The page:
Gun homicides are highly concentrated in African American communities and are widespread in urban neighborhoods. African American males are disproportionately victims and perpetrators of gun violence, have a higher propensity to use and carry weapons, and are more likely to die due to gun violence. Few studies, however, provide a detailed account of the history of gun carrying, the value of gun carrying, and the individual and situational factors that lead to or inhibit the use of guns among young African American males.
Based on semi-structured interviews of 11 African American males obtained via snowball sampling, this thesis explains the causes of African American male gun violence, and describes the patterns and decision-making processes around gun carrying and the use of guns (i.e. how gun were introduced, obtained, used or not used, loved, and despised) among African American males in Oakland, California. Based on the sample’s insight, this thesis concludes that strengthening collective efficacy and community-police relationships, providing employment and educational opportunities and resources, implementing mentorship and restorative justice programs, and Crime Prevention Through Experimental Design (CPTED) strategies can reduce gun violence.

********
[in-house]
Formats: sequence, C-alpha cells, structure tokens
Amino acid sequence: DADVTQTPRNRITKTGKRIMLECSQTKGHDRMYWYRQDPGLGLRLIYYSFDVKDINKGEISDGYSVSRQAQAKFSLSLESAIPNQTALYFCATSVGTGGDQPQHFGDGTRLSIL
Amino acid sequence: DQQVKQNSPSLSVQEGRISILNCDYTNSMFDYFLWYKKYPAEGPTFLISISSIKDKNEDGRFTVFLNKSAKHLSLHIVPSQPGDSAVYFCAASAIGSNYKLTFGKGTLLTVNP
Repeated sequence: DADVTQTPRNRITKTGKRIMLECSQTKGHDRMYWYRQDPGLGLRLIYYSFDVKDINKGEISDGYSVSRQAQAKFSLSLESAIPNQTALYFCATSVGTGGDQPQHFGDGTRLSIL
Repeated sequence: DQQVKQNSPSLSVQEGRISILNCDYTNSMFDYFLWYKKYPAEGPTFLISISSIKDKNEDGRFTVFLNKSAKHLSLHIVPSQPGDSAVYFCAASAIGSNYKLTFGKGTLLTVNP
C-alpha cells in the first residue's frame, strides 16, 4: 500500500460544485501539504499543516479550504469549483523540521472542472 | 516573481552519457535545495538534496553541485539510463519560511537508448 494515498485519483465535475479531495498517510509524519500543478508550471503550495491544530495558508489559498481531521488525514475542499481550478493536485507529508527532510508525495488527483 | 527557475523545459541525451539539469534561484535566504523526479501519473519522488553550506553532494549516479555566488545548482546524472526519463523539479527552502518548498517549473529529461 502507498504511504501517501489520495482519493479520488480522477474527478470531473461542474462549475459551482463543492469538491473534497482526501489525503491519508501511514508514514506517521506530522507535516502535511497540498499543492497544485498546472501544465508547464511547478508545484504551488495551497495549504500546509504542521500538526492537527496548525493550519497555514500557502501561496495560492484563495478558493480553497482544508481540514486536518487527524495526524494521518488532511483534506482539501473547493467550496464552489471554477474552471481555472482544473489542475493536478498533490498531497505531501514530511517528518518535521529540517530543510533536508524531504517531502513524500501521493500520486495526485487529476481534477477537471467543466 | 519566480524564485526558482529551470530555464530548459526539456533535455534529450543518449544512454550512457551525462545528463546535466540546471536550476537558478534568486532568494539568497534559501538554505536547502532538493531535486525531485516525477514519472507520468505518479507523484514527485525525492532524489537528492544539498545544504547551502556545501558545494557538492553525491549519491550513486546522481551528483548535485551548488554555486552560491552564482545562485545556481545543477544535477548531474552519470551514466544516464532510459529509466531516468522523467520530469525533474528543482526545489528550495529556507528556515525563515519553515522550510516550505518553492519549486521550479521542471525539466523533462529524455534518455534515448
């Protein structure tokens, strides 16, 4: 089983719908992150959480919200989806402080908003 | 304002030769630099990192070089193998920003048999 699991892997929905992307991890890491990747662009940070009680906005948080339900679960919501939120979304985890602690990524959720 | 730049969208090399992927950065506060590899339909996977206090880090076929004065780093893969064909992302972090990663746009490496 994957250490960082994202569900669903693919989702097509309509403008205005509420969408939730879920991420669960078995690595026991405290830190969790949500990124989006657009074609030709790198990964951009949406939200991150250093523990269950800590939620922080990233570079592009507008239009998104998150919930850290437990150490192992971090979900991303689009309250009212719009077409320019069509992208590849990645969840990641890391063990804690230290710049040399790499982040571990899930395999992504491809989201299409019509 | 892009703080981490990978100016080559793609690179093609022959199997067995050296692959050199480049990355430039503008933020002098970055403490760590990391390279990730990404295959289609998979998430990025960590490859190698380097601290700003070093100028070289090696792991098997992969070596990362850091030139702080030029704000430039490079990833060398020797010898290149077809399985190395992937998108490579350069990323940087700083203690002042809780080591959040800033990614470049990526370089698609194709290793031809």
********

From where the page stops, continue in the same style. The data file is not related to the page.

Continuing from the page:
|Commitee:||Vickovic, Sam, Vogel, Brenda|
|School:||California State University, Long Beach|
|Department:||Criminology and Criminal Justice|
|School Location:||United States -- California|
|Source:||MAI 58/02M(E), Masters Abstracts International|
|Subjects:||African American Studies, Criminology, Gender studies|
|Keywords:||African American, Decision making, Gun use, Gun violence, Retaliation, Risk factors|
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